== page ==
Loughborough University, Centre for Research in Social Policy
Cost of living for those on low incomes
Develop a Decent Living Index, which better reflects inflation changes for those living on low-to-middle incomes.
The return of substantial inflation is heralding a new crisis in living standards as incomes fail to keep pace with rising living costs. Yet to tackle this problem for people on low-to middle incomes, we need to know not just the general rate of inflation but also how much more expensive life is becoming for these groups. High increases in some of life’s essentials – notably food and fuel – could mean that groups whose consumption is concentrated on these essentials will see overall costs rising faster than the basket of goods and services used to construct the Consumers Prices Index (CPI).
The CPI basket is weighted according to average consumption across the population, rather than focusing just on essentials such as food, heating and clothing. It therefore includes a wide variety of goods and services purchased by most households, including leisure goods and services, but does not have a focus on those living on lower incomes.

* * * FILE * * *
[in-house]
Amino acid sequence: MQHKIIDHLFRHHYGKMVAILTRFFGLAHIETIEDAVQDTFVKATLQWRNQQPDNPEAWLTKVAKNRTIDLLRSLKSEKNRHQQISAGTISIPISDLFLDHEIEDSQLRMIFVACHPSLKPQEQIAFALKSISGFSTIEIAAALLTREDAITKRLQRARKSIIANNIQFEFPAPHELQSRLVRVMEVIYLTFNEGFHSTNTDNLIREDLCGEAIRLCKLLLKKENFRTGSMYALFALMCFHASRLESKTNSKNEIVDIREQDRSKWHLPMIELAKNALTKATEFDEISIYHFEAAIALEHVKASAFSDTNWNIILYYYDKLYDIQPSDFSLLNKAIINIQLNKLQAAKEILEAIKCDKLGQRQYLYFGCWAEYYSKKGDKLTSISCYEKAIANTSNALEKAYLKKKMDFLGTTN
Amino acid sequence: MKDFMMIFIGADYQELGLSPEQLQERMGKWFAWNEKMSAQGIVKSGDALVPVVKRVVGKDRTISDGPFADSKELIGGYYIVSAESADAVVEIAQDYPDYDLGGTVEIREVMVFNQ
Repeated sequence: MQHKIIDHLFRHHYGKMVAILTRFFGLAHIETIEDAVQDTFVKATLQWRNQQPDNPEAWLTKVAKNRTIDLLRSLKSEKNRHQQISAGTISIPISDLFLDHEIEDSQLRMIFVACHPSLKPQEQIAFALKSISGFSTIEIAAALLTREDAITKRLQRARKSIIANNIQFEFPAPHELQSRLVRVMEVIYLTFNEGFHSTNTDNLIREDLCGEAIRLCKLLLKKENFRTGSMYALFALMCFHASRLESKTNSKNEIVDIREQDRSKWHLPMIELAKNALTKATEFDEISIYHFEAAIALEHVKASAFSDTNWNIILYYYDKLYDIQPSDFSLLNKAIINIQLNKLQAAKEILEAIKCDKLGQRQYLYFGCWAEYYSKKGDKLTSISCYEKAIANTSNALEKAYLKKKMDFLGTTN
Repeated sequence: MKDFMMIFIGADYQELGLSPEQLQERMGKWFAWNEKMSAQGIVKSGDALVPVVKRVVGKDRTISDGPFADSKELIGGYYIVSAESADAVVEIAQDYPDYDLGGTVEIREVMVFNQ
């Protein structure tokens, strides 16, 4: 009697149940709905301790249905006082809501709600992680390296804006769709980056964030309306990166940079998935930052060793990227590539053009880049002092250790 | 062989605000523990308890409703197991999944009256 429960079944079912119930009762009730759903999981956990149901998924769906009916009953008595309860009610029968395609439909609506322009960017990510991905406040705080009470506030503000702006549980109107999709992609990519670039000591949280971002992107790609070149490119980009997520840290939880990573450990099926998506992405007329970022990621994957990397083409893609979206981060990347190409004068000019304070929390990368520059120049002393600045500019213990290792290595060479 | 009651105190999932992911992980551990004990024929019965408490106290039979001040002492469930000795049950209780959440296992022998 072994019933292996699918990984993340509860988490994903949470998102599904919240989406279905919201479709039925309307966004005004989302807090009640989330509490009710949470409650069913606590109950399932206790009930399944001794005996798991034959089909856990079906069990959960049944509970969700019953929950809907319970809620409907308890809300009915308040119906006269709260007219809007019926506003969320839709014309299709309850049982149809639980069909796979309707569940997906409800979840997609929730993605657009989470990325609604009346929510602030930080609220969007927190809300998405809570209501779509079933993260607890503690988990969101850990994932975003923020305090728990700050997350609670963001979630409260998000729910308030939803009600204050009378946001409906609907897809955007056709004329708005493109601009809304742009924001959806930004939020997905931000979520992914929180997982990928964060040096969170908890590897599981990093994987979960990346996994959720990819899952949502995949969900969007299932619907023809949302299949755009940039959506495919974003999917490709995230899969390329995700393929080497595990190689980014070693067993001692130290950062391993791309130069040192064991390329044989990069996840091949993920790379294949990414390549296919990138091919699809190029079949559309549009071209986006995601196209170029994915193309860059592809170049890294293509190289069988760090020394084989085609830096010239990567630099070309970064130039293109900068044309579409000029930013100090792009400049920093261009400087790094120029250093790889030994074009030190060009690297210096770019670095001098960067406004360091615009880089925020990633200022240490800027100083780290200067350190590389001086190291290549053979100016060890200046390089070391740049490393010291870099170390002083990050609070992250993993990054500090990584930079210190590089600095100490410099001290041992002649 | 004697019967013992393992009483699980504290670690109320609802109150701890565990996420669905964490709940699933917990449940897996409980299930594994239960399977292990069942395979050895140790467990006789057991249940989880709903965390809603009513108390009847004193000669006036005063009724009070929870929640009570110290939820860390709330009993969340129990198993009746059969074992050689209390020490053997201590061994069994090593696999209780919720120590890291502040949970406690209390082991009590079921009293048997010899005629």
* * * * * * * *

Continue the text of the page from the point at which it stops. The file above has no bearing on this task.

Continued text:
A new inflation index will be piloted which will examine price changes for those living on a minimum income standard.
Since 2008, the Centre for Research in Social Policy at Loughborough University has been calculating such a minimum – the Minimum Income Standard (MIS) – based on a basket of goods and services constructed by groups of members of the public on the basis of what people need to meet their material needs and participate adequately in society.
The project will:
- develop and demonstrate a means of monitoring, on a monthly basis, the annual increase in the cost of a minimum, decent standard of living, to construct a Decent Living Index;
- report recent results of this index, drawing comparisons to the overall inflation rate (CPI);
- assess how this index can best be calculated on an ongoing basis, and if feasible, creating automated tools for doing so.